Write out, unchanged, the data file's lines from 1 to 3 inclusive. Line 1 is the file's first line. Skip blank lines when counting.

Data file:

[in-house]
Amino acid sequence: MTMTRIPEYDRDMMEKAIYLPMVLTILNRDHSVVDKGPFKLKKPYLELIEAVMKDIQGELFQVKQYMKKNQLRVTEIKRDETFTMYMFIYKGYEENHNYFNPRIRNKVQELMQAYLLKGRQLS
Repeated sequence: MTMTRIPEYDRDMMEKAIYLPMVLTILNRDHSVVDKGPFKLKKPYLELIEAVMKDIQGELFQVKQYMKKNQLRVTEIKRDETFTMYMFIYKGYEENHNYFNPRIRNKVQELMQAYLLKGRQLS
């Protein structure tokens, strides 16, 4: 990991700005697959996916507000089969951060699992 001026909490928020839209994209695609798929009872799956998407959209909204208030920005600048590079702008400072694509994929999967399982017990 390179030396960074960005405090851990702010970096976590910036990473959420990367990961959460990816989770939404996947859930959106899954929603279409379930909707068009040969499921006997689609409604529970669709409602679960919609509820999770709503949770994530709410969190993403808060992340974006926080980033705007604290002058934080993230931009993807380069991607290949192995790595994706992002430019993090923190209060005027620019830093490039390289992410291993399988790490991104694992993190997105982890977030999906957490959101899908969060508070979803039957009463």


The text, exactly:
[in-house]
Amino acid sequence: MTMTRIPEYDRDMMEKAIYLPMVLTILNRDHSVVDKGPFKLKKPYLELIEAVMKDIQGELFQVKQYMKKNQLRVTEIKRDETFTMYMFIYKGYEENHNYFNPRIRNKVQELMQAYLLKGRQLS
Repeated sequence: MTMTRIPEYDRDMMEKAIYLPMVLTILNRDHSVVDKGPFKLKKPYLELIEAVMKDIQGELFQVKQYMKKNQLRVTEIKRDETFTMYMFIYKGYEENHNYFNPRIRNKVQELMQAYLLKGRQLS